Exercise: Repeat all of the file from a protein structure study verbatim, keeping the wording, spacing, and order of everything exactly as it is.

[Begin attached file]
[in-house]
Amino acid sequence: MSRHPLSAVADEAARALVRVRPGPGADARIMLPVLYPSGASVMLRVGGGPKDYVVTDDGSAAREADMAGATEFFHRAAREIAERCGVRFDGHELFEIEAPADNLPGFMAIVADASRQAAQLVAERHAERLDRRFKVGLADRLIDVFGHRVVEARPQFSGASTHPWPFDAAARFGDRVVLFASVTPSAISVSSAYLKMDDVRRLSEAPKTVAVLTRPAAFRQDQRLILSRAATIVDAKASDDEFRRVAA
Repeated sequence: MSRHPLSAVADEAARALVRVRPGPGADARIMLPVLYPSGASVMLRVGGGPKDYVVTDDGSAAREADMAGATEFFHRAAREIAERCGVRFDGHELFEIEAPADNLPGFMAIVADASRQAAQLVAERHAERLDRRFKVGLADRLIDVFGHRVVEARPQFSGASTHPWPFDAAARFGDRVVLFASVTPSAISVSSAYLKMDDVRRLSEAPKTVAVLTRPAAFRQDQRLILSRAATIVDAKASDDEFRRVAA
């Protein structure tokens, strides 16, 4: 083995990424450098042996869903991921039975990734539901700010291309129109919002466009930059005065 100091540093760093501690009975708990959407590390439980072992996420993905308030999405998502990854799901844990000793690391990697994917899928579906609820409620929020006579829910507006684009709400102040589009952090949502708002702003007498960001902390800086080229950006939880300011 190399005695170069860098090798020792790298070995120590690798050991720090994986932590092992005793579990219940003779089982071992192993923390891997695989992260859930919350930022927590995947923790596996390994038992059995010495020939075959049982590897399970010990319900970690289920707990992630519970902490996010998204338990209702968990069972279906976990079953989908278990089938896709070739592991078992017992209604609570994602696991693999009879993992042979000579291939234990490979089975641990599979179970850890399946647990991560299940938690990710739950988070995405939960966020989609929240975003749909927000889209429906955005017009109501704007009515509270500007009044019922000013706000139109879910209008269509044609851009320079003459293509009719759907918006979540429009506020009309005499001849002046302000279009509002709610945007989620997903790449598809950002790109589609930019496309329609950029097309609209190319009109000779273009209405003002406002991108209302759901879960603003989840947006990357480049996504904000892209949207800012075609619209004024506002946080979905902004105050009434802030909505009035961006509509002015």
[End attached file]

[in-house]
Amino acid sequence: MSRHPLSAVADEAARALVRVRPGPGADARIMLPVLYPSGASVMLRVGGGPKDYVVTDDGSAAREADMAGATEFFHRAAREIAERCGVRFDGHELFEIEAPADNLPGFMAIVADASRQAAQLVAERHAERLDRRFKVGLADRLIDVFGHRVVEARPQFSGASTHPWPFDAAARFGDRVVLFASVTPSAISVSSAYLKMDDVRRLSEAPKTVAVLTRPAAFRQDQRLILSRAATIVDAKASDDEFRRVAA
Repeated sequence: MSRHPLSAVADEAARALVRVRPGPGADARIMLPVLYPSGASVMLRVGGGPKDYVVTDDGSAAREADMAGATEFFHRAAREIAERCGVRFDGHELFEIEAPADNLPGFMAIVADASRQAAQLVAERHAERLDRRFKVGLADRLIDVFGHRVVEARPQFSGASTHPWPFDAAARFGDRVVLFASVTPSAISVSSAYLKMDDVRRLSEAPKTVAVLTRPAAFRQDQRLILSRAATIVDAKASDDEFRRVAA
């Protein structure tokens, strides 16, 4: 083995990424450098042996869903991921039975990734539901700010291309129109919002466009930059005065 100091540093760093501690009975708990959407590390439980072992996420993905308030999405998502990854799901844990000793690391990697994917899928579906609820409620929020006579829910507006684009709400102040589009952090949502708002702003007498960001902390800086080229950006939880300011 190399005695170069860098090798020792790298070995120590690798050991720090994986932590092992005793579990219940003779089982071992192993923390891997695989992260859930919350930022927590995947923790596996390994038992059995010495020939075959049982590897399970010990319900970690289920707990992630519970902490996010998204338990209702968990069972279906976990079953989908278990089938896709070739592991078992017992209604609570994602696991693999009879993992042979000579291939234990490979089975641990599979179970850890399946647990991560299940938690990710739950988070995405939960966020989609929240975003749909927000889209429906955005017009109501704007009515509270500007009044019922000013706000139109879910209008269509044609851009320079003459293509009719759907918006979540429009506020009309005499001849002046302000279009509002709610945007989620997903790449598809950002790109589609930019496309329609950029097309609209190319009109000779273009209405003002406002991108209302759901879960603003989840947006990357480049996504904000892209949207800012075609619209004024506002946080979905902004105050009434802030909505009035961006509509002015």